To answer this question, I will look at the top ten Missouri pass catcher seasons since 2000 and find Luther Burden’s rank in that chart, and next week I will do the same for Schrader and great rushing seasons. On to the list....

10.) Michael Egnew 2010: 90 catches, 762 yards, 5 TDs. Mackey Finalist, Consensus All-American.

Egnew’s 2010 season was excellent, but the key word here is “overshadowed.” 2010 is a great Missouri team overshadowed by the iconic outfits from 2007 and 2013. Egnew’s career is overshadowed by the two All-American tight ends that paved the way before him.

9.) J’Mon Moore 2017: 65 catches, 1,260 yards, 13 TDs.

J’Mon Moore had the luxury of playing in the Josh Heupel veer-and-shoot offense, which is a cheat code for deep ball receivers. His 2017 season barely nudges out his 2016 season, which was statistically very similar. Heupel, Drew Lock, and Moore made some beautiful downfield football together.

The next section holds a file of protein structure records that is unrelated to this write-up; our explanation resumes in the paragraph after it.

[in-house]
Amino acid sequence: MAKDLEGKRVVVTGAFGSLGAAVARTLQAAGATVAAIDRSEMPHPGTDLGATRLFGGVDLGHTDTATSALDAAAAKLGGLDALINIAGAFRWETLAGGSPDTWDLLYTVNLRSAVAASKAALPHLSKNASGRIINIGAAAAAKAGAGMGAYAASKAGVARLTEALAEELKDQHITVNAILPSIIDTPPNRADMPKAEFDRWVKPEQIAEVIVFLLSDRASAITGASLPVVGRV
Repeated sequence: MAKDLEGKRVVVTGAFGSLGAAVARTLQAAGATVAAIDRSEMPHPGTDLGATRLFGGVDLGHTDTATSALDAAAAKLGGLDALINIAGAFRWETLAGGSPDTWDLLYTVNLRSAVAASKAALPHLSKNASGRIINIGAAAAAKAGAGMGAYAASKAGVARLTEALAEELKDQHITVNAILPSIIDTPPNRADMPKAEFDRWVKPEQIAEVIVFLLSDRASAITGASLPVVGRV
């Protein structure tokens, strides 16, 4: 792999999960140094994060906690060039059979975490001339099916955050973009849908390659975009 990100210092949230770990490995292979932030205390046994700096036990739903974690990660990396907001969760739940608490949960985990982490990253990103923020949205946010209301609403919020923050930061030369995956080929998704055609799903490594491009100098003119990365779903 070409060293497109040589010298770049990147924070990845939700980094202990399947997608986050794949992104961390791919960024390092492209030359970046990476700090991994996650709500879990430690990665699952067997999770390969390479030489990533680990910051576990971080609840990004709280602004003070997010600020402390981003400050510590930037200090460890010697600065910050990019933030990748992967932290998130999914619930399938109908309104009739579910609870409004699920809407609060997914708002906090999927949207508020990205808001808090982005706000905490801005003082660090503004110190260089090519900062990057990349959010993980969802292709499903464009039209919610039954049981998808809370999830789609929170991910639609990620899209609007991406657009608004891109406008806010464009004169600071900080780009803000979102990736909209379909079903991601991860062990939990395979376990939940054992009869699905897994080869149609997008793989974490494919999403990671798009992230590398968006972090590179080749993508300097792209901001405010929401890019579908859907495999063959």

8.) T.J. Moe 2010: 92 catches, 1,045 yards, 6 TDs.

The “Moe Miracle” remains one of the most iconic Missouri football plays ever. Moe was an incredibly productive college player, and there is nothing else noteworthy about him or even worth talking about, no sir, that’s it. Lots of catches and yards, and then he disappeared into obscurity never to be heard from again.

7.) Martin Rucker 2007: 84 catches, 834 yards, 8 TDs. Consensus All-American.

Martin walked so that Chase could leap. The man they called Tee seemed to have a telepathic connection with Chase Daniel, and could always be relied on to move the chains. He also ran a killer slant on the goal line, and was great at making tough catches in traffic.

6.) Justin Gage 2002: 82 catches, 1,075 yards, 9 TDs